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Why New Daedalus?

Daedalus was the mythical great architect and artificer of the classical world. Today, embedded intelligence is enabling the most profound changes in the way we create and use buildings since his day.

Building Intelligence meets the Intelligent Building. The Intelligent Building negotiates with the Intelligent Grid. How will this transform how we interact with the physical world?

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How should green builders prepare for smart grids?

Brian Duggan from West Coast Green asked me at GridWeek what green builders and sustainable construction companies should do to prepare themselves for the smart grid. What new construction methods should they use? What new smart-grid aware control systems would they need to install. My answer—nothing.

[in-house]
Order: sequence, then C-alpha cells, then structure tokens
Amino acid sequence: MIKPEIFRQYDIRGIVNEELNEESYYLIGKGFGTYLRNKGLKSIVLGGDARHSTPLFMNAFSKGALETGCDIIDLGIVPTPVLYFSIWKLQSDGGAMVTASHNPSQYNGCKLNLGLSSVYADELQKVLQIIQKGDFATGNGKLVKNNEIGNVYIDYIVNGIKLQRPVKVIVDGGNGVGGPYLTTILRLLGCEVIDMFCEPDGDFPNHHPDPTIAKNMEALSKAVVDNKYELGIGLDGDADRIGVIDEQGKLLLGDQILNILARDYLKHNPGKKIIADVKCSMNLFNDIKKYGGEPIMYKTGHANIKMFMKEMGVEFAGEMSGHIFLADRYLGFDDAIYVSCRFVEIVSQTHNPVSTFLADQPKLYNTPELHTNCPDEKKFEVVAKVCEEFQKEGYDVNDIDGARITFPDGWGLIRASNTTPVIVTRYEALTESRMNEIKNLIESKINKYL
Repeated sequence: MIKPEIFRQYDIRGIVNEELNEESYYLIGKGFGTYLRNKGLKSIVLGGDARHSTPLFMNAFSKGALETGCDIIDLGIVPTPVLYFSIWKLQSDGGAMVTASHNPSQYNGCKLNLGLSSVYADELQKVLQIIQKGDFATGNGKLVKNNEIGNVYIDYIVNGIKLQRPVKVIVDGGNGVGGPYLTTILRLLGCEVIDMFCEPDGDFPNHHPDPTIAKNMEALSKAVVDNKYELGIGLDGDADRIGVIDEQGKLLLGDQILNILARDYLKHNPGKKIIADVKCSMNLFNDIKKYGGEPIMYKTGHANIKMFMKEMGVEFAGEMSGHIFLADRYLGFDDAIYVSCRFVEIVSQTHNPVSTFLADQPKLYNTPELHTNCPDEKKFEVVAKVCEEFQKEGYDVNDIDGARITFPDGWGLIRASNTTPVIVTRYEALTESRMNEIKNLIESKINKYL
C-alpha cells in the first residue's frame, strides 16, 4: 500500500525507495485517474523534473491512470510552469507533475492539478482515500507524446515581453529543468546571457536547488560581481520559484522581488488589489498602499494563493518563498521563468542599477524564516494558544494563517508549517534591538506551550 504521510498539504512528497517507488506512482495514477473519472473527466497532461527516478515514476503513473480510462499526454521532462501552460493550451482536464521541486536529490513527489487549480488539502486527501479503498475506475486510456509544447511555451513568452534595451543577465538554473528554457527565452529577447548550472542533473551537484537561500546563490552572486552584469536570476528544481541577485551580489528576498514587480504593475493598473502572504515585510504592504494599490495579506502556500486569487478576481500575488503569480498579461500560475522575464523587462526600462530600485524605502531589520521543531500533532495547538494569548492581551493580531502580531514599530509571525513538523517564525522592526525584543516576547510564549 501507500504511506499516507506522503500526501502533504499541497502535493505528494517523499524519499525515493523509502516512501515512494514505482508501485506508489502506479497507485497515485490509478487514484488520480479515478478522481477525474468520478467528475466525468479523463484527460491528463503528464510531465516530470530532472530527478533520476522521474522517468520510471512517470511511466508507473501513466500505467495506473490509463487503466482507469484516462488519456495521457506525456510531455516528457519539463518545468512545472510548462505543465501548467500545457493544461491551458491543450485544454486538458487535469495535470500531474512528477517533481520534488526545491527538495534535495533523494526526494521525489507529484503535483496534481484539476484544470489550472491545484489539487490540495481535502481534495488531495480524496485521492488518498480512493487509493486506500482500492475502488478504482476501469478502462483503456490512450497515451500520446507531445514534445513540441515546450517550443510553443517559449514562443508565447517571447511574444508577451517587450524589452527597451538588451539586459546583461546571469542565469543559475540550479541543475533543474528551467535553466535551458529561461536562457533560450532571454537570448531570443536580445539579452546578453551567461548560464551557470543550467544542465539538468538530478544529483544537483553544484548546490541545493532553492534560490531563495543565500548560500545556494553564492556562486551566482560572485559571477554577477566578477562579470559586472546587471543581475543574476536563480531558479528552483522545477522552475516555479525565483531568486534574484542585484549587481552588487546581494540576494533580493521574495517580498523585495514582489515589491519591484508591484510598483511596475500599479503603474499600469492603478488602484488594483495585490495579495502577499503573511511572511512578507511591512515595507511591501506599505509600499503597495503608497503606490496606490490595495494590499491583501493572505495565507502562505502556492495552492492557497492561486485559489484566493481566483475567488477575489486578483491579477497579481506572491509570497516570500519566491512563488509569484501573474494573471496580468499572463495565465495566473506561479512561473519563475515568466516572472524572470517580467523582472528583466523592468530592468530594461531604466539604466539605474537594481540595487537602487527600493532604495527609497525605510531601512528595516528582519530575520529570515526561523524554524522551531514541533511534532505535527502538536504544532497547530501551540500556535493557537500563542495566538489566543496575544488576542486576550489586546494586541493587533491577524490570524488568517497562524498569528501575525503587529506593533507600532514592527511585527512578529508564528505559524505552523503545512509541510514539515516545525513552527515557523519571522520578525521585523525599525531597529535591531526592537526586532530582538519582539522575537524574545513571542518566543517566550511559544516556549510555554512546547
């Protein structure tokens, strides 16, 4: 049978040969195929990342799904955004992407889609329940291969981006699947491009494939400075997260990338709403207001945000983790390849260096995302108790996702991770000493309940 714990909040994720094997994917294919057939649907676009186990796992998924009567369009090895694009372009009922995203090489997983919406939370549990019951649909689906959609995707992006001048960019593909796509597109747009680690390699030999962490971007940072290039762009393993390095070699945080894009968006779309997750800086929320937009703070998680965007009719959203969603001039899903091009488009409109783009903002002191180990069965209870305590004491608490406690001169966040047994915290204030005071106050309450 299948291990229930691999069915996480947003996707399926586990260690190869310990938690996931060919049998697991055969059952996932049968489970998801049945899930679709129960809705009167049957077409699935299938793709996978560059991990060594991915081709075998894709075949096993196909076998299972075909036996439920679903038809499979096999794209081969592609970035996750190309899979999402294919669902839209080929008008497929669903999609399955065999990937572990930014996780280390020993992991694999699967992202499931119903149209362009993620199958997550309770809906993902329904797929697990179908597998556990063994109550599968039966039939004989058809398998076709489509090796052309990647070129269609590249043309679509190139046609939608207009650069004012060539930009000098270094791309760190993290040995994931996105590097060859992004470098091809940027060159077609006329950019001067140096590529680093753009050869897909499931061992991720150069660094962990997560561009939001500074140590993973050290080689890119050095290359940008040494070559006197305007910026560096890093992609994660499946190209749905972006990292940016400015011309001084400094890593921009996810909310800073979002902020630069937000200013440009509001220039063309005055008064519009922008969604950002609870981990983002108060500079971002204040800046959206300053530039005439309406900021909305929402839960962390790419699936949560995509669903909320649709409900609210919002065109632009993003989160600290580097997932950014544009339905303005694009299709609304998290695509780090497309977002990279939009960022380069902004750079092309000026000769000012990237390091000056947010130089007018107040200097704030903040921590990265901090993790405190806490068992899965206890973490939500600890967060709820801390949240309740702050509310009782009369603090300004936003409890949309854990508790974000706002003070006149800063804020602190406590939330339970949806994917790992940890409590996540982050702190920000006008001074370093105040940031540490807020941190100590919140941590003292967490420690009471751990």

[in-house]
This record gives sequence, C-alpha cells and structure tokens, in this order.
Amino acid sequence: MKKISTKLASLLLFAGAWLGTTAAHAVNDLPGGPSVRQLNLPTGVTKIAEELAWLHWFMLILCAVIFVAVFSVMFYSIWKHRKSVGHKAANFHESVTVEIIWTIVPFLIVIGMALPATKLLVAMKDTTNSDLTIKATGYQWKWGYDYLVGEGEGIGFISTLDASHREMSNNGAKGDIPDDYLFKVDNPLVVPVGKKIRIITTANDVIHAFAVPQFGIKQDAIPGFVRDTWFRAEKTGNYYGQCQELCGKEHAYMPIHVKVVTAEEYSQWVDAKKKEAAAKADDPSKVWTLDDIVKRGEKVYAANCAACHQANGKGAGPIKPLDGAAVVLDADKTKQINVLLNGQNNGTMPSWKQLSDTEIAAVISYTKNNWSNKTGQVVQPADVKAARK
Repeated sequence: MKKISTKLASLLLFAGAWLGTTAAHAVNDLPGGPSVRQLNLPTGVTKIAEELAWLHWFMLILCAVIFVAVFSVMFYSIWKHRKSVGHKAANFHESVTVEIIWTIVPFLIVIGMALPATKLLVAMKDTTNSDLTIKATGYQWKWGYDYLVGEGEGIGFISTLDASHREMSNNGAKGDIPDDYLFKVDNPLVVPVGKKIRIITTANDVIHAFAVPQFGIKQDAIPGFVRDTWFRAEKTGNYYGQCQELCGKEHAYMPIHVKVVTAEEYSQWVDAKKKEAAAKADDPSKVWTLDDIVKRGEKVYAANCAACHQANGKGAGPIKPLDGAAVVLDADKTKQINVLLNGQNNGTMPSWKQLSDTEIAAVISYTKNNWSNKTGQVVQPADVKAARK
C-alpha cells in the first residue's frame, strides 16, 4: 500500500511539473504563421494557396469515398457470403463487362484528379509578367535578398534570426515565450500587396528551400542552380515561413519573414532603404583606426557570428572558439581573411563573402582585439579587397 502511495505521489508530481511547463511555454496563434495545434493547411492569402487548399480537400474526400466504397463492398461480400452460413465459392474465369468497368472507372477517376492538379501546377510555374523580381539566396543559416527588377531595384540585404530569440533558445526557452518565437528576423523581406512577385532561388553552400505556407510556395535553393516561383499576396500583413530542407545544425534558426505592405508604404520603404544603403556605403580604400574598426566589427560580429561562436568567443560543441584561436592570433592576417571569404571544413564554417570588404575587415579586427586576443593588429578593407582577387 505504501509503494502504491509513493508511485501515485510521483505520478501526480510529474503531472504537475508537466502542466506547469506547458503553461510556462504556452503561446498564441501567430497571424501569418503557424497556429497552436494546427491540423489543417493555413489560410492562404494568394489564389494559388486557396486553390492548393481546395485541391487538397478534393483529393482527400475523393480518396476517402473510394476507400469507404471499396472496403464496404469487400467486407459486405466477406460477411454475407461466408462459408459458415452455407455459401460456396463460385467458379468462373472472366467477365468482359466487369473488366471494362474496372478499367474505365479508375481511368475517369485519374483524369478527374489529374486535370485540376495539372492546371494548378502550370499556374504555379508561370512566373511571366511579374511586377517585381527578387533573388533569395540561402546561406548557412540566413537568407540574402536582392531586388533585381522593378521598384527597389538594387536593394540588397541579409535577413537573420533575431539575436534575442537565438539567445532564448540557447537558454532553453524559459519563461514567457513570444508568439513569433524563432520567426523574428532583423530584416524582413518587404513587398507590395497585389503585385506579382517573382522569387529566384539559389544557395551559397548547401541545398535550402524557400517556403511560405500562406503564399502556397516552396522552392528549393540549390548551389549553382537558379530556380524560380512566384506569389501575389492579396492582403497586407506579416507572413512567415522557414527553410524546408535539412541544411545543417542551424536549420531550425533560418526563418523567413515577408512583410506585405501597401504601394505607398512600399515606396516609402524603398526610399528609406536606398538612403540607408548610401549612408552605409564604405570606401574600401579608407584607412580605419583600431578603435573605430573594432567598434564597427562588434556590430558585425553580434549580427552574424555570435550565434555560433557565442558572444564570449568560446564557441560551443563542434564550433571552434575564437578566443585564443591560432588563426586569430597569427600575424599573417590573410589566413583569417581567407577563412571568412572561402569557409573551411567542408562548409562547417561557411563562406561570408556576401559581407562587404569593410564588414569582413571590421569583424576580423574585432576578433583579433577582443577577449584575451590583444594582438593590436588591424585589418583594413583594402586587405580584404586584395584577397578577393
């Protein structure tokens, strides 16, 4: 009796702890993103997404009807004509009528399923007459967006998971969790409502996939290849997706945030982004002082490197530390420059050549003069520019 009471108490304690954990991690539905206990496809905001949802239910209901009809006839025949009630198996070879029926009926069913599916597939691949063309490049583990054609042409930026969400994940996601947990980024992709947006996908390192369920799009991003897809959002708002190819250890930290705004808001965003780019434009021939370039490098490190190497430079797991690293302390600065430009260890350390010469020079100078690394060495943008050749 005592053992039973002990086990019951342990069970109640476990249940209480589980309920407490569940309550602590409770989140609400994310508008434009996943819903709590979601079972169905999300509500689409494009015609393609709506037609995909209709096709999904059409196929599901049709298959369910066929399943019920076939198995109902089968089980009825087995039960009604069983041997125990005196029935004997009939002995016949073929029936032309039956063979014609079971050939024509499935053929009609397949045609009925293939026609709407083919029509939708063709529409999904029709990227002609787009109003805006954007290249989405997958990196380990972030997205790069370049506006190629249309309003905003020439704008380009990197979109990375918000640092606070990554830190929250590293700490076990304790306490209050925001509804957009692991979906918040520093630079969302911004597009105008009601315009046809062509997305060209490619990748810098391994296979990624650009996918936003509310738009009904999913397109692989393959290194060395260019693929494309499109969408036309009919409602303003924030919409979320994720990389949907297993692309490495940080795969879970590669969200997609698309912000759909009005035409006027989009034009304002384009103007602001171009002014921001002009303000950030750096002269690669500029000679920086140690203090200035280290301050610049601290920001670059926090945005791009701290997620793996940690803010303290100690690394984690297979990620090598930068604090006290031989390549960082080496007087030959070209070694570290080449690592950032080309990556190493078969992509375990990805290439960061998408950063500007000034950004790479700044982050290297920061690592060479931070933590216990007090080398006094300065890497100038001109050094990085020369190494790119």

My answer was that before a building can collaborate with a smart grid, it must know what it has and know what it can do. Knowing what you have begins with information technology (IT), and knowing what you are building, and that begins with design.

Sustainable builders should embrace the use of building models and of building information models (BIM). BIM produces designs that more effectively engage the owner, earlier in the process. This leads to fewer retrofits, fewer changes, and less waste. I cannot imagine how anyone can claim to be committed to sustainable construction if they do not use BIM.